Colin Boyle/Daily Senior Staffer
Second-year graduate student Kyle Kremer (Bienen, Weinberg ‘12) said he finds all the inspiration he needs in the sky.
Kremer helped bring his inspiration to an audience of more than 100 people to combine music and astronomy in a multimedia performance called “A Shout Across Time” at Nichols Concert Hall on Monday.
The event was part of Kremer’s Cosmos in Concert initiative, which aims to educate and excite the public about astronomy through live classical music and public outreach events.
Kremer said a large part of his motivation comes from the reactions he sees from community members. Wonder is inherent to his science, he said.
“We’re lucky as astronomers,” Kremer said. “It’s one of the most awe-inspiring of all the sciences, so people already love it. It’s not very hard to get people excited.”
At the event, Bienen students performed two works: “Eclipse” and the title piece “A Shout Across Time.” Each arrangement celebrated a different event in modern astronomy, Kremer said.
“Eclipse,” arranged by Kremer and performed by Bienen quintet Lake Shore Brass, honors the upcoming solar eclipse on Aug. 21, he said. The piece was broken into themes covering the sun, moon and Earth. Kremer encouraged the audience to observe the eclipse because a total solar eclipse of this breadth has not been seen since 1918.
Evanston resident Lynn Clark said she left the performance wanting more. She particularly enjoyed the vivid imagery and how it related to the music to make a unified work of art, she said.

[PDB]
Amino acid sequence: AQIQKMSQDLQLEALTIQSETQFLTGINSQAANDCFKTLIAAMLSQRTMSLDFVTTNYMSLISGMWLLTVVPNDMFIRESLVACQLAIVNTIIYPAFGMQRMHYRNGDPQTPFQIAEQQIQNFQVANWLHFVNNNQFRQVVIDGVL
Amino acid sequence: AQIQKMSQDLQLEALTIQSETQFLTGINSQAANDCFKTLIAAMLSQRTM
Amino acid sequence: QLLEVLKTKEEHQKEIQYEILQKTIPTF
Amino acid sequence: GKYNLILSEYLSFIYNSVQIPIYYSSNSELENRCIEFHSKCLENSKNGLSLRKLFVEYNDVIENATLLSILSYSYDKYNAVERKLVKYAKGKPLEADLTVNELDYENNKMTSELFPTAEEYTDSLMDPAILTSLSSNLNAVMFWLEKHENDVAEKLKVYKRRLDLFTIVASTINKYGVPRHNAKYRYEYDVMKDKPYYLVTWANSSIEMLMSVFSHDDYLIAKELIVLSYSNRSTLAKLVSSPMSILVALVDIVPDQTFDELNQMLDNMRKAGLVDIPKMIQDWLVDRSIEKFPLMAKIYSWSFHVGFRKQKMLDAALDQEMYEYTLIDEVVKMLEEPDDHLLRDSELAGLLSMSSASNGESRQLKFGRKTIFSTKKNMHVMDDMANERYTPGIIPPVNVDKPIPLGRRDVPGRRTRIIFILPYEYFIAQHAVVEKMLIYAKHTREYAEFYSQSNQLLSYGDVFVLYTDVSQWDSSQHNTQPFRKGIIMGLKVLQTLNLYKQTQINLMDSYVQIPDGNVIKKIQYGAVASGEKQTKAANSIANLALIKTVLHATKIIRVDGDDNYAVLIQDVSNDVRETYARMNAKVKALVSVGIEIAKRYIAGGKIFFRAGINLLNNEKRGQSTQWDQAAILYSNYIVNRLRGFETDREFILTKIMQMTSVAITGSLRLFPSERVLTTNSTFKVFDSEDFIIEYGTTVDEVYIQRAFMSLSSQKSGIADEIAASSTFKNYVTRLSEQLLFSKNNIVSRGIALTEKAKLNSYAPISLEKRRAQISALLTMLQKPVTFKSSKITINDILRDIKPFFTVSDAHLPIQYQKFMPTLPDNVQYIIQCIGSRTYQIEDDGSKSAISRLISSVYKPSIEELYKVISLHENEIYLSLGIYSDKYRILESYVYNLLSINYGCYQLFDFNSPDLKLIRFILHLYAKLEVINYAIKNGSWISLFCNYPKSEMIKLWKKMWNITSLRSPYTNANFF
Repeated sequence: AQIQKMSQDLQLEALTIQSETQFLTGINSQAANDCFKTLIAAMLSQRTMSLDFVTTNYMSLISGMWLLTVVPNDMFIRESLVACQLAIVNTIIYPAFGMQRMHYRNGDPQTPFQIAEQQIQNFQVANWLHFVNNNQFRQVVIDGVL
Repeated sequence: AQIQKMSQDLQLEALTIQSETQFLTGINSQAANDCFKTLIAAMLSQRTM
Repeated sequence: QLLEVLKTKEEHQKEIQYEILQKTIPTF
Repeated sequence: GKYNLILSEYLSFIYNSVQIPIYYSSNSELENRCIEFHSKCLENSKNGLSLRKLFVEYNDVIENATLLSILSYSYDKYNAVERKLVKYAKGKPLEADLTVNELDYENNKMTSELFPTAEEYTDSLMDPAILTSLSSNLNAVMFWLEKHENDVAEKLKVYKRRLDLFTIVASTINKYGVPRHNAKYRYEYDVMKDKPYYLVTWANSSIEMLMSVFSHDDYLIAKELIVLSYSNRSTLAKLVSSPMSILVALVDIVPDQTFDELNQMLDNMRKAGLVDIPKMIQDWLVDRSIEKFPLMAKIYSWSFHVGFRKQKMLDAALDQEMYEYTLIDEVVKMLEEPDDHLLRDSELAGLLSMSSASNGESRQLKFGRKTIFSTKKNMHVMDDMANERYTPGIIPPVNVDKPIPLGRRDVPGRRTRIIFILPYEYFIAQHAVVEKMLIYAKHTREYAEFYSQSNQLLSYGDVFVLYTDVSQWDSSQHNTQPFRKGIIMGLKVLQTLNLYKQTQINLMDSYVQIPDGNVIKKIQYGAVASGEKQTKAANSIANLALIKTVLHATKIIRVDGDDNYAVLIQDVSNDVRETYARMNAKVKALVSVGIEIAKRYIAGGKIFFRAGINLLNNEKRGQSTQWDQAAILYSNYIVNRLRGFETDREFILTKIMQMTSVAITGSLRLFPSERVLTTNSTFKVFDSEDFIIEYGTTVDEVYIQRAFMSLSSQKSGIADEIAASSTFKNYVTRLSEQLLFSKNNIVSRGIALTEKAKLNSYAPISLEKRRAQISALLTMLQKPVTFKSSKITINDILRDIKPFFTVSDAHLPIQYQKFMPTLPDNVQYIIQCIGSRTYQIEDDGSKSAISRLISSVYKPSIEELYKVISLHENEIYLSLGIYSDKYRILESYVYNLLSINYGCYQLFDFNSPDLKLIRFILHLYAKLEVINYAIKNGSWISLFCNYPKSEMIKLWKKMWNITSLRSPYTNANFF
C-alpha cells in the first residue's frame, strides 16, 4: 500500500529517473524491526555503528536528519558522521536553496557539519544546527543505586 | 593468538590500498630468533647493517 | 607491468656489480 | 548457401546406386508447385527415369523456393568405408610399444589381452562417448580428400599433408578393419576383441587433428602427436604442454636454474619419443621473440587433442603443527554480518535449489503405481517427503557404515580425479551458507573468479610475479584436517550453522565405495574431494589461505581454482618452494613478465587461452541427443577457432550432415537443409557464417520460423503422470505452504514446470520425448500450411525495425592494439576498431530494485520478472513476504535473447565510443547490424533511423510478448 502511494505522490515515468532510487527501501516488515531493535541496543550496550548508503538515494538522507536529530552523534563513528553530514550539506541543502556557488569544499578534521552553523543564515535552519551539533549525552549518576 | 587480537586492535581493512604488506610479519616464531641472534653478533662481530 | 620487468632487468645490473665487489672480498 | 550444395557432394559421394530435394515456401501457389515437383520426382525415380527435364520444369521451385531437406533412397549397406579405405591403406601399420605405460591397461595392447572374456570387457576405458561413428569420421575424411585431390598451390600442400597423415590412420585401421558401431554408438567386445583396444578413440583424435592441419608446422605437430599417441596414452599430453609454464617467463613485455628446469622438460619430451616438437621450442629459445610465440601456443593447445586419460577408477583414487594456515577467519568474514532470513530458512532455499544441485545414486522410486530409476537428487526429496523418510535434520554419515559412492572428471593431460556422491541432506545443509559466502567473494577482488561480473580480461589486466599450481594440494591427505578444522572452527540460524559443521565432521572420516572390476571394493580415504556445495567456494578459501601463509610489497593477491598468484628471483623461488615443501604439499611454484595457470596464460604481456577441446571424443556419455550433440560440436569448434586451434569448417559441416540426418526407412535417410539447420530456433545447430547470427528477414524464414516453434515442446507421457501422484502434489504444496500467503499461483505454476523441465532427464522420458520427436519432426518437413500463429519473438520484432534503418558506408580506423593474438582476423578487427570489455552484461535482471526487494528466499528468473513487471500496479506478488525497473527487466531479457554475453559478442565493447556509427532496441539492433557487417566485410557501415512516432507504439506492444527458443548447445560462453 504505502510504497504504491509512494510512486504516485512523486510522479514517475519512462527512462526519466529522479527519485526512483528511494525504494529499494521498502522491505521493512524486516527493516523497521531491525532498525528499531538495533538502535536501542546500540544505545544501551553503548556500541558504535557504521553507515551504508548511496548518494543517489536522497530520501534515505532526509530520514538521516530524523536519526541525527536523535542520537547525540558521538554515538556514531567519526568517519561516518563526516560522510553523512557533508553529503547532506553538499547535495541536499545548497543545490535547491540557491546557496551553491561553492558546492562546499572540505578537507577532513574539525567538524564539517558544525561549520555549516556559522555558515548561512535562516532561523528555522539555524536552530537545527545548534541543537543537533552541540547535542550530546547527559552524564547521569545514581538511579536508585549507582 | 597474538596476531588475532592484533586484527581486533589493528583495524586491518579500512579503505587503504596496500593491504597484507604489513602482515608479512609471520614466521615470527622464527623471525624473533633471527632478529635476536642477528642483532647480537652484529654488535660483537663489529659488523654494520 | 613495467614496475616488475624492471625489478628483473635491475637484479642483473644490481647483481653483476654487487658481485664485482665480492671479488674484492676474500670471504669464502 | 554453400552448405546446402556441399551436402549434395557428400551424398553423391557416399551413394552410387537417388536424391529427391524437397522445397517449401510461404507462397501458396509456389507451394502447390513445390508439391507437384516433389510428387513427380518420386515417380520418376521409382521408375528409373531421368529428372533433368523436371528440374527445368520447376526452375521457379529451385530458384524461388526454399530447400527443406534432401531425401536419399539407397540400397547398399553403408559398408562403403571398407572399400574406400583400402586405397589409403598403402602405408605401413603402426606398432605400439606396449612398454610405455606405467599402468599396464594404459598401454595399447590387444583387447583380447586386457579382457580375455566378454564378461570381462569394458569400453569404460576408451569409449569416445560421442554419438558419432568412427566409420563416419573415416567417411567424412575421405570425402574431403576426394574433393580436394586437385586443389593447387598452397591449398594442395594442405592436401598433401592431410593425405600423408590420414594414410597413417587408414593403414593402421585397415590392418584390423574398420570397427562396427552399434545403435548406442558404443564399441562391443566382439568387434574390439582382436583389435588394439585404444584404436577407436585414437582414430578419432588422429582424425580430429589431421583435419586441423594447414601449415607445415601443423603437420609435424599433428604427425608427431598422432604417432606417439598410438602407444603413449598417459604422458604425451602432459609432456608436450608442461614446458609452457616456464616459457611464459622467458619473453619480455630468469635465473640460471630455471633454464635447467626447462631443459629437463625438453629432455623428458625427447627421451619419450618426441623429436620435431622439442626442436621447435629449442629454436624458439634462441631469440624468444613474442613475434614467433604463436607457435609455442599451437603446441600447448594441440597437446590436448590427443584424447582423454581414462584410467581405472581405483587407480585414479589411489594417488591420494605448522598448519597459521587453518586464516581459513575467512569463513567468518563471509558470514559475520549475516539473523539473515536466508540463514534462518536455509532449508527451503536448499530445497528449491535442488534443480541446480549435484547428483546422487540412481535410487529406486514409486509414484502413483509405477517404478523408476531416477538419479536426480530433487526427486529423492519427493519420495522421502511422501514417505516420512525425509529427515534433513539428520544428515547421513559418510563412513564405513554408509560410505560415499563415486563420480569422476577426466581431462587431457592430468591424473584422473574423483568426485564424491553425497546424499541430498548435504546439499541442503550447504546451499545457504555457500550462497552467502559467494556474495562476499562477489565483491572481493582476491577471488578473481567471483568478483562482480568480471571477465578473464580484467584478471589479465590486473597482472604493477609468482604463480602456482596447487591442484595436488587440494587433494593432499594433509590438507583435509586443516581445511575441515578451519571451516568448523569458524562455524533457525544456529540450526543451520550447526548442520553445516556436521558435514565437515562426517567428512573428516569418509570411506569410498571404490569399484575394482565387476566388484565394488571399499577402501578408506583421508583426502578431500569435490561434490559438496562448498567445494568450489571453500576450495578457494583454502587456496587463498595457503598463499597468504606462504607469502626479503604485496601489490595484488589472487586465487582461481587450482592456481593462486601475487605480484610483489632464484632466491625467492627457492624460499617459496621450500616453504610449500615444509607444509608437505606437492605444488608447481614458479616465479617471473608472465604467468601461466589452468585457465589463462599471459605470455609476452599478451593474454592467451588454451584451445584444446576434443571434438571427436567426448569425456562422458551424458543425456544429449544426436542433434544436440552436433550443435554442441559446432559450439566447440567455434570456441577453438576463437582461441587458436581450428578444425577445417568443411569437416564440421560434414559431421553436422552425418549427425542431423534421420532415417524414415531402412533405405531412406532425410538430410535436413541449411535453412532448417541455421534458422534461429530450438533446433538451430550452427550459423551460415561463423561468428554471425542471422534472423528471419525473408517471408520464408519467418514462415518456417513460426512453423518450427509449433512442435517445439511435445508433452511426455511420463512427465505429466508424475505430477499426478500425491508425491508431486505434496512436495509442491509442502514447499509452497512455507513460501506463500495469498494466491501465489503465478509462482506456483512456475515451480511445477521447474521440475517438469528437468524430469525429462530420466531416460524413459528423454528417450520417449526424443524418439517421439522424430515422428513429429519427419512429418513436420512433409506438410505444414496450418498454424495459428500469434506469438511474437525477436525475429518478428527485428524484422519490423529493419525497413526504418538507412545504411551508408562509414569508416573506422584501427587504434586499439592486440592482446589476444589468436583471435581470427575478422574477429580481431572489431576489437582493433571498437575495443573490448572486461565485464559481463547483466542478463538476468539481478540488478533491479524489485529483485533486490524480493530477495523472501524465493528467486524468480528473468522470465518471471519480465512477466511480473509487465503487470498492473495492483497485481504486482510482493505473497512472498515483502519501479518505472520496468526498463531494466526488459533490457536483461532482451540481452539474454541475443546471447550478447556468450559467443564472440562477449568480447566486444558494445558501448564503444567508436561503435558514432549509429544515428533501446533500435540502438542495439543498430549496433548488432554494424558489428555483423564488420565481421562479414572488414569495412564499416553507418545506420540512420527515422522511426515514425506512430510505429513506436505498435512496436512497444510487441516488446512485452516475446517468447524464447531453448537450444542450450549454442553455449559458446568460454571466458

“This was fantastic,” Clark said. “I just never expected to have such a holistic experience; it was wonderful … There need to be more performances.”
“A Shout Across Time” was intended as a celebration of Albert Einstein to commemorate the centennial of his theory of general relativity, which was confirmed last year with the detection of gravitational waves. The piece was composed by Ira Mowitz and originally performed at Montana State University.
The performance traced the universe, or “the beautiful mystery that inspired Einstein,” to the discovery of gravitational waves caused by the merging of black holes.
Toward the end of “A Shout Across Time,” the audience heard a simulated black hole collision. Evanston resident Bob Lounsbury said he enjoyed the opportunity to hear this particular effect.
“I was trying to listen a few months ago to the sound of the black holes colliding, and now I have a better sense of what was going on,” he said. “I probably need to see this several more times to really get it, though.”
Communication junior Noah LaPook, a Dearborn Observatory host and artist, said he feels inspired by the intersection of science and art.
LaPook said he liked that the performance reinforced the message that there is music in the universe.
“There’s something in thinking about the universe that is so baffling that there often aren’t the words,” LaPook said. “The music made me feel something that I can’t verbalize when I look at the sky.”